It seems that this event did continue as another report regarding the Tennis Rally held at the Methodist Tennis Club new courts in Potterton Lane (note also the new name of the club) was won by Miss O Collett (playing as a gentleman) and Miss Mallerby who beat Mr A G Thompson and Miss Morritt. From about this time, the Skyrack notes no longer mention the Barwick Tennis Club but only report on the Methodist Club. This would suggest that the Barwick club may have disbanded and the fact that my Aunt Olive played in the Methodist Rally would support this view. There is also a report showing Mr S Banks partnering Miss H Robshaw in a match against Kippax Meths in which my Aunt partnered Mr A G Thompson, Barwick winning 11 sets to 5 .
Mr A G (Albert) Thompson lived in Garforth although playing his tennis in Barwick and seems to have played a major role in organising events and matches for the Club. He was also a prominent figure in the Methodist Church and did much work for the Chapels in Garforth, Barwick and the surrounding areas. Romance obviously bloomed in the Club as well, there being a picture of his wedding to Miss A.(Alice) Free in the Skyrack around this time.
(The second part of the article was published in Barwicker No. 109 in March 2013 follows)
Mr. Sydney Banks, now in his late 90's recently spoke at length to Jane Deacon about his life, including playing tennis, in and around Barwick and Aberford. His story has been put on record in The Barwicker in several fascinating articles, written by Jane (Issue 101 contains his memories of tennis in the 1930's). He mentions that members of the Barwick Methodists eventually joined forces with the Aberford club who had a hard court, so saving them the task of rolling and mowing the courts in Potterton Lane. Due to the move to Aberford and World War II looming, tennis in Barwick probably died out until the present club was formed in the early 1970's .
THE PRESENT BARWICK TENNIS CLUB
In the Autumn of 1972 the Barwick and Scholes Parish Council offered the residents of Barwick the opportunity to have a bowling green and 2 tennis courts provided from Council funds on the condition that proper clubs would be formed to administer these facilities. Members of the two clubs would be responsible for the provision of, and payment for, all additional amenities, such as pavilions, water/electricity supplies etc., and for all future maintenance and proper upkeep of the sites.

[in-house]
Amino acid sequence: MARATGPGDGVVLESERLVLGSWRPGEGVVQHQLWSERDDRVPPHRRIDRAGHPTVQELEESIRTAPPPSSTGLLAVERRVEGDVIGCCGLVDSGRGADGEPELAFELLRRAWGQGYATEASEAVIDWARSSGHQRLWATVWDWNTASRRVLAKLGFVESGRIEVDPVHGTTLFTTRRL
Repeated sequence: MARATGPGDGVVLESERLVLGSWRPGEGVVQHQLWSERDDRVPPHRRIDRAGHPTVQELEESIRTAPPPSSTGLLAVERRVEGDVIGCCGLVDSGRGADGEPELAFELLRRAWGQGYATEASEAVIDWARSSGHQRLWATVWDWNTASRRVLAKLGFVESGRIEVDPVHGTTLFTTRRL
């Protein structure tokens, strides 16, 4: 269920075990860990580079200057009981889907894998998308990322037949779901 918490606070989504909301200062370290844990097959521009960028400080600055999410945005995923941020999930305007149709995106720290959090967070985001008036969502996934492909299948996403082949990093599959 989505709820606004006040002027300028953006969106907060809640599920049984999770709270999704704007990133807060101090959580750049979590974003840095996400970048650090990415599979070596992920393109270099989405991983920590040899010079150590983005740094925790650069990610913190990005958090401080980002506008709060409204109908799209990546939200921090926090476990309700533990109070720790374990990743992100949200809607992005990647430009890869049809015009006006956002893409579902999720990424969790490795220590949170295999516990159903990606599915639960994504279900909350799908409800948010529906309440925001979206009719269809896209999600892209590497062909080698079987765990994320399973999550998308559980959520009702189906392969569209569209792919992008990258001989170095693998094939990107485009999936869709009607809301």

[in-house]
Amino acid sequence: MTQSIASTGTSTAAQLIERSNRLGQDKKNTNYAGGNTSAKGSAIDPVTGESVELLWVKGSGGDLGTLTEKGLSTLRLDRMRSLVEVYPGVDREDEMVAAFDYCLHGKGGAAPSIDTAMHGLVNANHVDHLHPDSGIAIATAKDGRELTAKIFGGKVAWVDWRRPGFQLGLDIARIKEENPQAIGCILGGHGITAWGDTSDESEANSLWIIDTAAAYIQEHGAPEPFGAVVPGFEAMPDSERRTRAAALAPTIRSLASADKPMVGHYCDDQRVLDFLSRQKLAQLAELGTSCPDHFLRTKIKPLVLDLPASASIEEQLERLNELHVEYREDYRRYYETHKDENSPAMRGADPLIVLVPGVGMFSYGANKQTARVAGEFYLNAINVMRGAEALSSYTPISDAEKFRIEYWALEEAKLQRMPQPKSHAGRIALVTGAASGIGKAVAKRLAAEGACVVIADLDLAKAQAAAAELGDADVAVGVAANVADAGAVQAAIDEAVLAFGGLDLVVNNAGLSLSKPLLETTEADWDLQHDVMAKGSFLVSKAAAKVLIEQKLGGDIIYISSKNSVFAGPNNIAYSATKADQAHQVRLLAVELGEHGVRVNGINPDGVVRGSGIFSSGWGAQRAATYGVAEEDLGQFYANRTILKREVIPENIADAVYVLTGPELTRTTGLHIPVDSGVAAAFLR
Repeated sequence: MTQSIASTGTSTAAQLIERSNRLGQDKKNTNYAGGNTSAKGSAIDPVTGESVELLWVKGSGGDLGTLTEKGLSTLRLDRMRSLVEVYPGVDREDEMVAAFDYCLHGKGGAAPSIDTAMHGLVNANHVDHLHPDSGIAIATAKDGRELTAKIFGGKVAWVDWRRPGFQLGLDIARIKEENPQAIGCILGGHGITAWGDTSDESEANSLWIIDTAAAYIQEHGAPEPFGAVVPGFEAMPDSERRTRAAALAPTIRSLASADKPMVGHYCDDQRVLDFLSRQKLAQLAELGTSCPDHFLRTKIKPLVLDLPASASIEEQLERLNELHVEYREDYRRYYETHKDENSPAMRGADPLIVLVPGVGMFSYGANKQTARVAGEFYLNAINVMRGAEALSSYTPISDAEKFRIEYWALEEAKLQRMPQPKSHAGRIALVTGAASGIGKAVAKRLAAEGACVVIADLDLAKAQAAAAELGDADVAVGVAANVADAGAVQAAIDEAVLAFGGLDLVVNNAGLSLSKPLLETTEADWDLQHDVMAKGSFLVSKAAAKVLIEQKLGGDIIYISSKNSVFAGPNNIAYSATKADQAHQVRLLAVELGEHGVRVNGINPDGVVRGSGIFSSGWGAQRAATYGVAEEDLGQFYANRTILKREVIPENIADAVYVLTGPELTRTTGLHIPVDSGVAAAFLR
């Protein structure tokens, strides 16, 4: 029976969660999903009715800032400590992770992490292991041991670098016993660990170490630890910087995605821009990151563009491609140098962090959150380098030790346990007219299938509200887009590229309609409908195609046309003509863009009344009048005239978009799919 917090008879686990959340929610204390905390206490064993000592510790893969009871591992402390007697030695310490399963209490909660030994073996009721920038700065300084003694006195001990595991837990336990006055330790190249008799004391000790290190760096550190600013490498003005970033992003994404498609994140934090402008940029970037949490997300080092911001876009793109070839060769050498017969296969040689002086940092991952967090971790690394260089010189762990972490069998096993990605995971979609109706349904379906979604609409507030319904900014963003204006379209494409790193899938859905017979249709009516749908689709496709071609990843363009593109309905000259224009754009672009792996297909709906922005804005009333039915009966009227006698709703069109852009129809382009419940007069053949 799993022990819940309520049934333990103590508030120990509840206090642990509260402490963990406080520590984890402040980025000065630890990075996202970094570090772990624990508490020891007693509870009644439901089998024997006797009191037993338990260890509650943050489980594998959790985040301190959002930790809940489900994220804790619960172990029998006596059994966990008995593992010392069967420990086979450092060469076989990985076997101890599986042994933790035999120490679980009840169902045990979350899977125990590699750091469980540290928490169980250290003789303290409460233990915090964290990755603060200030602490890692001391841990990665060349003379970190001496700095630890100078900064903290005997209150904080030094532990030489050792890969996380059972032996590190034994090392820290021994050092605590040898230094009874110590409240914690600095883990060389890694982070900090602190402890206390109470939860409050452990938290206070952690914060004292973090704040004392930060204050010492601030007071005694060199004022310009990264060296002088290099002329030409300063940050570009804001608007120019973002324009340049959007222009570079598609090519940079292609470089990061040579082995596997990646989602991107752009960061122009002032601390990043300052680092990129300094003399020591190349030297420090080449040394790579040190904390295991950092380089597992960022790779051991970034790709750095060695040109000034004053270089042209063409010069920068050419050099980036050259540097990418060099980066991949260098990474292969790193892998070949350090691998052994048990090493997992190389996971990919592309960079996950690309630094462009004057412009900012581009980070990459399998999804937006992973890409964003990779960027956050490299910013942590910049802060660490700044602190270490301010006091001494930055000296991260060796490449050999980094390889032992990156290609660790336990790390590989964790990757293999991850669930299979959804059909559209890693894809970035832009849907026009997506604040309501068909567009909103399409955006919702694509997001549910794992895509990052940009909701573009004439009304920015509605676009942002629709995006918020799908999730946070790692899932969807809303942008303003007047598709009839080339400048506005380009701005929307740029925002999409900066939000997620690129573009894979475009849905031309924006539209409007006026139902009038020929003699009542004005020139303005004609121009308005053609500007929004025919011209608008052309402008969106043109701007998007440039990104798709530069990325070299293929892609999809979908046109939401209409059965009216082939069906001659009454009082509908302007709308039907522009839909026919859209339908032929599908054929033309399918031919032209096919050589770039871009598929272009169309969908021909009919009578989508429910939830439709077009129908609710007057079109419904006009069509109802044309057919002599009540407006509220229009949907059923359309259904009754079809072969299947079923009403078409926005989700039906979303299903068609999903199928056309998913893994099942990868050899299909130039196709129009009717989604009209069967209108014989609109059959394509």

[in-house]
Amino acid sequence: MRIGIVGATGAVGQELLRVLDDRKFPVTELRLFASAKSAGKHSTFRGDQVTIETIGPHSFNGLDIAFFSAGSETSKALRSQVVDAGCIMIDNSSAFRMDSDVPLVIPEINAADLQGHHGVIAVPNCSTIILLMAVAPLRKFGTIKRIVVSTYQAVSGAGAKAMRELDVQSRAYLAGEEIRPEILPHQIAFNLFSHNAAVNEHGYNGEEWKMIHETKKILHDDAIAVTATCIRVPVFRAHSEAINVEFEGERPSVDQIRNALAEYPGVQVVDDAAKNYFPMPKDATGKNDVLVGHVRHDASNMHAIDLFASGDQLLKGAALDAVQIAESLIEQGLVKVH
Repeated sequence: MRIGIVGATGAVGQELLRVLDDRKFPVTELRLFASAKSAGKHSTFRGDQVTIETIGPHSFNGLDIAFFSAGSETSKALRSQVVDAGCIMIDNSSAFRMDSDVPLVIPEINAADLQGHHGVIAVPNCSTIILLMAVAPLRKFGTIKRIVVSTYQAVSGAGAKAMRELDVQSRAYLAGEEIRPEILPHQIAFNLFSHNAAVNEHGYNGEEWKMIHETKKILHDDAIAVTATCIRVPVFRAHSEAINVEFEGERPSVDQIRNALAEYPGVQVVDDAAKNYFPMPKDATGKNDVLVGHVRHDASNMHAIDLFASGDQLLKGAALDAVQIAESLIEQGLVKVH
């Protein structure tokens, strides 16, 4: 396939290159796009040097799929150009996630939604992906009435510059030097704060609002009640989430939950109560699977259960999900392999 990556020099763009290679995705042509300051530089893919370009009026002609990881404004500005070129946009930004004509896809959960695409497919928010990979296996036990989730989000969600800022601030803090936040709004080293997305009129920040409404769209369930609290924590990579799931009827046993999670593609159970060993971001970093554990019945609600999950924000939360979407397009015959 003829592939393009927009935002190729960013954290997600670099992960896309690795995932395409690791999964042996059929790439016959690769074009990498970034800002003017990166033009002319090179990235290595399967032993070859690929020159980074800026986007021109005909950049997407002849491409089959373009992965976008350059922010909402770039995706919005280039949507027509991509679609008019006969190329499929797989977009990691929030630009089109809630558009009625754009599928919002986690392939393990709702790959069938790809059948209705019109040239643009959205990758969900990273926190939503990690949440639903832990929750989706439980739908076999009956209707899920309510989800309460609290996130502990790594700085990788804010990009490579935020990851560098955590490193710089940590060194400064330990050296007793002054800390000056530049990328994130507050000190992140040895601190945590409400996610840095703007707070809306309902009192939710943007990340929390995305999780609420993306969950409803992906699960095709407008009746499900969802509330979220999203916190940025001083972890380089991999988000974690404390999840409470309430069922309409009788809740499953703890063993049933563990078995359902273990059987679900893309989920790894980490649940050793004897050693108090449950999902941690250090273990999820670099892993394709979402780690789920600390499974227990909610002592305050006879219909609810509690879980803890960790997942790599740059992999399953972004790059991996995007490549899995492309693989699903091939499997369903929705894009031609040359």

A public meeting was arranged to put forward these proposals and to establish whether enough people in the village were interested in taking on the two projects. The initial outcome was that provision of the bowling green was agreed and a number of people, notably Arthur Rose, Stan Parker and others promised that they could form a club to carry out the necessary work involved. The Barwick Bowling Club became a reality. Unfortunately, this was not the case regarding tennis and the council rejected this part of the plan due to lack of sufficient committed interest
However, Mr Ken Howard, a Parish Councillor, and the then Chairman of the Village Hall Committee, of which I was also a member, who had enjoyed playing tennis in his youth, thought this was a great opportunity missed. On the day of the original public meeting, I had been away on business and so had been unable to attend. I totally agreed with Ken and he suggested that I write to the Council to see if they would consider calling another meeting if I could show that I could generate enough support for the proposal. I was at that time Chairman of the Barwick Badminton Club and felt sure that I could get enough interest from the badminton players to form a tennis club as well. I duly wrote to the Council as Badminton Club Chairman, and at the Parish Council meeting on 23rd Jan 1973 it was agreed by a sub-committee that another Public Meeting be called to discuss the matter again.